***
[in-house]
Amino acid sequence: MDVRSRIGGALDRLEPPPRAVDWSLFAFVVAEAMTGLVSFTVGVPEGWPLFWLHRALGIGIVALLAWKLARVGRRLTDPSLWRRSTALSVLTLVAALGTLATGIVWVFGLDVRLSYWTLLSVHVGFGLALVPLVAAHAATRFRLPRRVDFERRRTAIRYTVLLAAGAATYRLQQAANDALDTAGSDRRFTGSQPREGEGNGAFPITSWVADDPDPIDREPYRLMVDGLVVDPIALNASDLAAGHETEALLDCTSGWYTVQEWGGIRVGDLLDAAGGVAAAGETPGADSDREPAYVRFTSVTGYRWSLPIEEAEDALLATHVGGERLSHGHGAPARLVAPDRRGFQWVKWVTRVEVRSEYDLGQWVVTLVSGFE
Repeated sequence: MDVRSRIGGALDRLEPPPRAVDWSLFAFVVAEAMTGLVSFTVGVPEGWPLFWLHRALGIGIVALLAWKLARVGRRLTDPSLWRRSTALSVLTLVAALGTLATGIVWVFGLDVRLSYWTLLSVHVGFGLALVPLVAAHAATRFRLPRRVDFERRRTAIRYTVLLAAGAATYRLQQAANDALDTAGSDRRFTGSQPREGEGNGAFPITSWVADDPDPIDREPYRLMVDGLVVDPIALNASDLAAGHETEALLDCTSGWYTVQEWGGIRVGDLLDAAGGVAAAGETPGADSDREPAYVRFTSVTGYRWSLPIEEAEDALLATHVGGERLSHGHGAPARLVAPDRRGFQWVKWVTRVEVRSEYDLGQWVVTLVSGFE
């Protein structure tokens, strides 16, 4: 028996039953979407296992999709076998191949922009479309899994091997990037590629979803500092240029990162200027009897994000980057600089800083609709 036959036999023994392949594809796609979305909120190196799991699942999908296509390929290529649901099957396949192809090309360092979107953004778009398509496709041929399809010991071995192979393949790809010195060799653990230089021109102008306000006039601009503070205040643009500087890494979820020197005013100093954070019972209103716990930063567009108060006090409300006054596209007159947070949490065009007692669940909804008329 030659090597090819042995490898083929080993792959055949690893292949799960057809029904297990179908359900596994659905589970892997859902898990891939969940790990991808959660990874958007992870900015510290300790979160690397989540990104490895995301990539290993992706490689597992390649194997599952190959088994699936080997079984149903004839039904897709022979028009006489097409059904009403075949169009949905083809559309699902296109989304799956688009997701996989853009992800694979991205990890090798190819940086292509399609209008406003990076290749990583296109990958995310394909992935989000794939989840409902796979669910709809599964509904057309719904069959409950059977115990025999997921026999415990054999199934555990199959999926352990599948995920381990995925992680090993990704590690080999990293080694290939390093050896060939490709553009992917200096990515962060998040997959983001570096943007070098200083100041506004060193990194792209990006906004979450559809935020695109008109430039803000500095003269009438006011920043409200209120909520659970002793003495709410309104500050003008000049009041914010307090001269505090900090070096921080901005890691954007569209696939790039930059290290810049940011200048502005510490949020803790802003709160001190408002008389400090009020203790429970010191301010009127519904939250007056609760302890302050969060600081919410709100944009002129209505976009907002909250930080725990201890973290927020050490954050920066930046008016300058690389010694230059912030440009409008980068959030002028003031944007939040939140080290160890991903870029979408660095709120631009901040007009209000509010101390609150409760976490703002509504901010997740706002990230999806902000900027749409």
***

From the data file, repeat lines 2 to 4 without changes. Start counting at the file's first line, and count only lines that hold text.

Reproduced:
Amino acid sequence: MDVRSRIGGALDRLEPPPRAVDWSLFAFVVAEAMTGLVSFTVGVPEGWPLFWLHRALGIGIVALLAWKLARVGRRLTDPSLWRRSTALSVLTLVAALGTLATGIVWVFGLDVRLSYWTLLSVHVGFGLALVPLVAAHAATRFRLPRRVDFERRRTAIRYTVLLAAGAATYRLQQAANDALDTAGSDRRFTGSQPREGEGNGAFPITSWVADDPDPIDREPYRLMVDGLVVDPIALNASDLAAGHETEALLDCTSGWYTVQEWGGIRVGDLLDAAGGVAAAGETPGADSDREPAYVRFTSVTGYRWSLPIEEAEDALLATHVGGERLSHGHGAPARLVAPDRRGFQWVKWVTRVEVRSEYDLGQWVVTLVSGFE
Repeated sequence: MDVRSRIGGALDRLEPPPRAVDWSLFAFVVAEAMTGLVSFTVGVPEGWPLFWLHRALGIGIVALLAWKLARVGRRLTDPSLWRRSTALSVLTLVAALGTLATGIVWVFGLDVRLSYWTLLSVHVGFGLALVPLVAAHAATRFRLPRRVDFERRRTAIRYTVLLAAGAATYRLQQAANDALDTAGSDRRFTGSQPREGEGNGAFPITSWVADDPDPIDREPYRLMVDGLVVDPIALNASDLAAGHETEALLDCTSGWYTVQEWGGIRVGDLLDAAGGVAAAGETPGADSDREPAYVRFTSVTGYRWSLPIEEAEDALLATHVGGERLSHGHGAPARLVAPDRRGFQWVKWVTRVEVRSEYDLGQWVVTLVSGFE
């Protein structure tokens, strides 16, 4: 028996039953979407296992999709076998191949922009479309899994091997990037590629979803500092240029990162200027009897994000980057600089800083609709 036959036999023994392949594809796609979305909120190196799991699942999908296509390929290529649901099957396949192809090309360092979107953004778009398509496709041929399809010991071995192979393949790809010195060799653990230089021109102008306000006039601009503070205040643009500087890494979820020197005013100093954070019972209103716990930063567009108060006090409300006054596209007159947070949490065009007692669940909804008329 030659090597090819042995490898083929080993792959055949690893292949799960057809029904297990179908359900596994659905589970892997859902898990891939969940790990991808959660990874958007992870900015510290300790979160690397989540990104490895995301990539290993992706490689597992390649194997599952190959088994699936080997079984149903004839039904897709022979028009006489097409059904009403075949169009949905083809559309699902296109989304799956688009997701996989853009992800694979991205990890090798190819940086292509399609209008406003990076290749990583296109990958995310394909992935989000794939989840409902796979669910709809599964509904057309719904069959409950059977115990025999997921026999415990054999199934555990199959999926352990599948995920381990995925992680090993990704590690080999990293080694290939390093050896060939490709553009992917200096990515962060998040997959983001570096943007070098200083100041506004060193990194792209990006906004979450559809935020695109008109430039803000500095003269009438006011920043409200209120909520659970002793003495709410309104500050003008000049009041914010307090001269505090900090070096921080901005890691954007569209696939790039930059290290810049940011200048502005510490949020803790802003709160001190408002008389400090009020203790429970010191301010009127519904939250007056609760302890302050969060600081919410709100944009002129209505976009907002909250930080725990201890973290927020050490954050920066930046008016300058690389010694230059912030440009409008980068959030002028003031944007939040939140080290160890991903870029979408660095709120631009901040007009209000509010101390609150409760976490703002509504901010997740706002990230999806902000900027749409």